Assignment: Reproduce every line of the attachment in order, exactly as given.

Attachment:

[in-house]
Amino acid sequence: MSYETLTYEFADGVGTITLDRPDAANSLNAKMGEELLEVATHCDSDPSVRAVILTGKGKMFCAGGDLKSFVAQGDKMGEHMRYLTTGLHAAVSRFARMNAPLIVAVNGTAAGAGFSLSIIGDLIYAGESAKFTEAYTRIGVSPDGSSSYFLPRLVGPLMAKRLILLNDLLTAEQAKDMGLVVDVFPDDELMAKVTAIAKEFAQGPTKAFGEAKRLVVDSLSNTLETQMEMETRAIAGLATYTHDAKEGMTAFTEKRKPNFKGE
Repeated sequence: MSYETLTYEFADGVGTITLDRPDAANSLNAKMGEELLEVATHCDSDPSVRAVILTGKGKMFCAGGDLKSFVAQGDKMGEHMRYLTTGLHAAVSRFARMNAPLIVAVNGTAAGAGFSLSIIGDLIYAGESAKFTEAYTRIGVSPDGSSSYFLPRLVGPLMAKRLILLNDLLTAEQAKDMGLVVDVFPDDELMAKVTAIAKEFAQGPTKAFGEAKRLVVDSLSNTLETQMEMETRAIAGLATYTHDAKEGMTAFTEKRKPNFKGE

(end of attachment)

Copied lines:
[in-house]
Amino acid sequence: MSYETLTYEFADGVGTITLDRPDAANSLNAKMGEELLEVATHCDSDPSVRAVILTGKGKMFCAGGDLKSFVAQGDKMGEHMRYLTTGLHAAVSRFARMNAPLIVAVNGTAAGAGFSLSIIGDLIYAGESAKFTEAYTRIGVSPDGSSSYFLPRLVGPLMAKRLILLNDLLTAEQAKDMGLVVDVFPDDELMAKVTAIAKEFAQGPTKAFGEAKRLVVDSLSNTLETQMEMETRAIAGLATYTHDAKEGMTAFTEKRKPNFKGE
Repeated sequence: MSYETLTYEFADGVGTITLDRPDAANSLNAKMGEELLEVATHCDSDPSVRAVILTGKGKMFCAGGDLKSFVAQGDKMGEHMRYLTTGLHAAVSRFARMNAPLIVAVNGTAAGAGFSLSIIGDLIYAGESAKFTEAYTRIGVSPDGSSSYFLPRLVGPLMAKRLILLNDLLTAEQAKDMGLVVDVFPDDELMAKVTAIAKEFAQGPTKAFGEAKRLVVDSLSNTLETQMEMETRAIAGLATYTHDAKEGMTAFTEKRKPNFKGE